Lakeland Regional Medical Center: Joe Wasserman, President & CEO

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Imagine a hospital where patients are so relaxed and feel so at home that they ask to stay a couple of extra days. This may not have been exactly what Lakeland HealthCare had in mind when designing the addition to Lakeland Regional Medical Center in southwest Michigan, but their vision was so successful that this is what they got. Lakeland is a not-for-profit, community-owned healthcare system that includes a 254-bed and an 89-bed hospital, a 44-bed specialty hospital providing long-term and acute-care, and two nursing homes.

The organization’s history dates back to 1908 when Mercy Hospital was opened in Benton Harbor, Michigan. A competing hospital opened in St. Joseph in 1951, and those two hospitals came together in a 1977 merger that, in time, became Lakeland HealthCare.

The recently completed 60 million dollar addition and an 11 million dollar 600 car parking structure includes four floors for patient care with windows in each room to maximize natural light and provide views of the hospital orchards and gardens. The goal of the design was to enhance every aspect of the healing process. The result sets a new standard for healthcare facilities. “There is more to the building than just bricks and mortar,” writes Joe Wasserman, President and CEO.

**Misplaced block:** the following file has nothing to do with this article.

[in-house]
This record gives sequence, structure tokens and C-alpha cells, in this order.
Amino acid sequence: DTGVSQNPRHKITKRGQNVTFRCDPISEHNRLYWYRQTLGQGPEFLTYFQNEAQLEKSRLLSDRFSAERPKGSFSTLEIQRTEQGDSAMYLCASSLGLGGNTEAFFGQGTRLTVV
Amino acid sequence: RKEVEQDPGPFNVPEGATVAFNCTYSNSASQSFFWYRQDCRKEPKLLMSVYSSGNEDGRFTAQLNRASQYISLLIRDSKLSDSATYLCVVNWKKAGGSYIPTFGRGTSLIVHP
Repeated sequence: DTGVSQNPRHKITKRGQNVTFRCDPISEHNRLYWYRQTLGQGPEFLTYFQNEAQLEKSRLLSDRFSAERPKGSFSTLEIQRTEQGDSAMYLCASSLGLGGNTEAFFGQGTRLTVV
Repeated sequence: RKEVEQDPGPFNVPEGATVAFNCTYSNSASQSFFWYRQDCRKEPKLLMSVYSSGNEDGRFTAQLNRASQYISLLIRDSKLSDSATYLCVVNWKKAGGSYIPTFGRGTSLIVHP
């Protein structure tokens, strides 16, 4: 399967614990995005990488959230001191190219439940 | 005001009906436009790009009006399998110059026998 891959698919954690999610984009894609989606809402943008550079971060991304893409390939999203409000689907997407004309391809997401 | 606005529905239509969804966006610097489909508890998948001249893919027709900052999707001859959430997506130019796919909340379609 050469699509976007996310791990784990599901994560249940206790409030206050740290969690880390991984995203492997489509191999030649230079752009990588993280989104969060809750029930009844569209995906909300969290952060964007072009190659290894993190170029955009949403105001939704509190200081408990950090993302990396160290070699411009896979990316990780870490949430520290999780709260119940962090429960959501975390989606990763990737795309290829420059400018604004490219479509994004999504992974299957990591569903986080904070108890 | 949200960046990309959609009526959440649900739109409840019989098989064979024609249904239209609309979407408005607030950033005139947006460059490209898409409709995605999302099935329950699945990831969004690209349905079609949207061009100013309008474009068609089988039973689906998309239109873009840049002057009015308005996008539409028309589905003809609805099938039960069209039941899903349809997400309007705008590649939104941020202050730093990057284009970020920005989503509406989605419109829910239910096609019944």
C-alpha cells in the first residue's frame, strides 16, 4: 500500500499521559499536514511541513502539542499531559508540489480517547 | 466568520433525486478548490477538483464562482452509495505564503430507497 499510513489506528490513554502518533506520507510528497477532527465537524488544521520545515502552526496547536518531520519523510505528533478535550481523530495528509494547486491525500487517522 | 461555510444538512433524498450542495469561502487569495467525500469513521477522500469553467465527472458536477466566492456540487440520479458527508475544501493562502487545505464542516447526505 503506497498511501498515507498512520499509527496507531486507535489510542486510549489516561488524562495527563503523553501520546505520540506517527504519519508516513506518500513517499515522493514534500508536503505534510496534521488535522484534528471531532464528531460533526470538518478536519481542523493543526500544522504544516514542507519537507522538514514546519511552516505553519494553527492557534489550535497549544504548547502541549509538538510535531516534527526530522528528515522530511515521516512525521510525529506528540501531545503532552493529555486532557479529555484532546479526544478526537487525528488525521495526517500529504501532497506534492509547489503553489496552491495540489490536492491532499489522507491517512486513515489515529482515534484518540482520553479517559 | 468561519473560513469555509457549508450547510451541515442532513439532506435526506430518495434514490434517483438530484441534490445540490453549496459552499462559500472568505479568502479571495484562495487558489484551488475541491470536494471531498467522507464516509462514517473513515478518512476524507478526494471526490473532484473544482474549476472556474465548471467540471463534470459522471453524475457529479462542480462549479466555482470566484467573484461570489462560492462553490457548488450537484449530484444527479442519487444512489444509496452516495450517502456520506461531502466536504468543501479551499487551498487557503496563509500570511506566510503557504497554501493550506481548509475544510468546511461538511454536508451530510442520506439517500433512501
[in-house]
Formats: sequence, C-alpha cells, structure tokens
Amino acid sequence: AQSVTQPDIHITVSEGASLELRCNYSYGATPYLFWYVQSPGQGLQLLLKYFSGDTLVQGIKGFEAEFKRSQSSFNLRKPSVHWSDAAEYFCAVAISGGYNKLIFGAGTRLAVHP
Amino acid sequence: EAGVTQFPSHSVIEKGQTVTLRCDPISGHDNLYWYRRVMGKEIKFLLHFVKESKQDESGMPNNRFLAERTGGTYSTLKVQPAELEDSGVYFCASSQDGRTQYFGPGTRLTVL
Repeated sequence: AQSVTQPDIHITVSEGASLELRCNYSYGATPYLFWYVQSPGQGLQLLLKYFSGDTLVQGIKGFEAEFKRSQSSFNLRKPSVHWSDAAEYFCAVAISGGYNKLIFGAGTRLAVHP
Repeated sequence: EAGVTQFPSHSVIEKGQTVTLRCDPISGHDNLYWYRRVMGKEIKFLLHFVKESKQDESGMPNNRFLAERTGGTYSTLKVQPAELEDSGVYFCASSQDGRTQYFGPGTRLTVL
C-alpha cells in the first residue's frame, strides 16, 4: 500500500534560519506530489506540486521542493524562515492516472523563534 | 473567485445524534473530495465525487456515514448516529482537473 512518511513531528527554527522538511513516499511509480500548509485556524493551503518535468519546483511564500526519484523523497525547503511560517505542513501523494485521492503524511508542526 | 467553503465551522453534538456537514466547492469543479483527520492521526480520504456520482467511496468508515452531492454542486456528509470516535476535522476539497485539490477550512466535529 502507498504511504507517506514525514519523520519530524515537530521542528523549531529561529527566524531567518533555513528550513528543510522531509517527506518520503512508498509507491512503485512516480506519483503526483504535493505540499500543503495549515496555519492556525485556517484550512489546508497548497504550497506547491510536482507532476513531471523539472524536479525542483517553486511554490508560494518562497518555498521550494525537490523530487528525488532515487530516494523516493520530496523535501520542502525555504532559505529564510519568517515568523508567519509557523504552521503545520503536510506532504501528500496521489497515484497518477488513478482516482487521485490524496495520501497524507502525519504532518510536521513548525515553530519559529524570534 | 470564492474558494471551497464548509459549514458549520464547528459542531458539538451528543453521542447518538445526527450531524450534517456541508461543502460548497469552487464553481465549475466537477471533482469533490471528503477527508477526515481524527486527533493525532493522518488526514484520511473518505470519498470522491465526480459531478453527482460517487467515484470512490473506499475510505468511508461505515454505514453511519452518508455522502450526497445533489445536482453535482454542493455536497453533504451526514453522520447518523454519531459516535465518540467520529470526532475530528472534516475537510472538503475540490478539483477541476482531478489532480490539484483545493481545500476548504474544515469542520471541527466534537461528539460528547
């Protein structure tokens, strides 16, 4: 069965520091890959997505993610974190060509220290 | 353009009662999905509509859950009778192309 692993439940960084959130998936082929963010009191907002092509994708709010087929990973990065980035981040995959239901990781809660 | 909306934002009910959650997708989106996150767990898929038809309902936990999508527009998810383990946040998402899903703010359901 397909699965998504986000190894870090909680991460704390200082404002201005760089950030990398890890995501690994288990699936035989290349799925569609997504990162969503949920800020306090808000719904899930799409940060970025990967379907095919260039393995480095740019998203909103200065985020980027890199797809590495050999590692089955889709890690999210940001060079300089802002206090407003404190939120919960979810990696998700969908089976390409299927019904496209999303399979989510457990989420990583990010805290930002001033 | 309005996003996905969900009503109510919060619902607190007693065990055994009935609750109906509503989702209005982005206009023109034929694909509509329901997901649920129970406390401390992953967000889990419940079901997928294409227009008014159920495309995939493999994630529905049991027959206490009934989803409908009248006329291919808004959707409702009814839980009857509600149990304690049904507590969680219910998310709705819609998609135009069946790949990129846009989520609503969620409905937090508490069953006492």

A Healing Environment

Patient comfort was at the top of the agenda for the hospital’s new addition. Larger patient rooms have windows that maximize natural light, an element that has been proven to speed healing. The rooms are divided into zones so that there is now room for the patient, the caregiver, and the patient’s family members making each room more visitor friendly. Each room was designed with patient safety in mind, as well. Double doors open into each room and bathroom providing ample space for access. “The distance between the bathroom and the patient’s bed is about the shortest in the industry at about seven feet,” says Michael J. Kastner, Director of Building Services and Construction Management. Because a patient is most likely to fall when walking from the bed to the bathroom, this should reduce the rate of injury.

Healing is about more than just the patients, however. There are four separate waiting areas for family members on each floor. One has a television, but the others are designed with a homelike atmosphere in mind. Each floor of the addition has a family retreat area, complete with a comfortable seating and kitchen area. “It is extremely restful,” says Kastner. “There is internet access and a place to bake cookies, little ovens, a refrigerator, and a fireplace. It’s really well done.”

The staff has been remembered, as well. Lakeland team members are encouraged to use the caregiver retreat areas any time they feel they need a break from the hectic schedule of the day.

Evidence-Based Design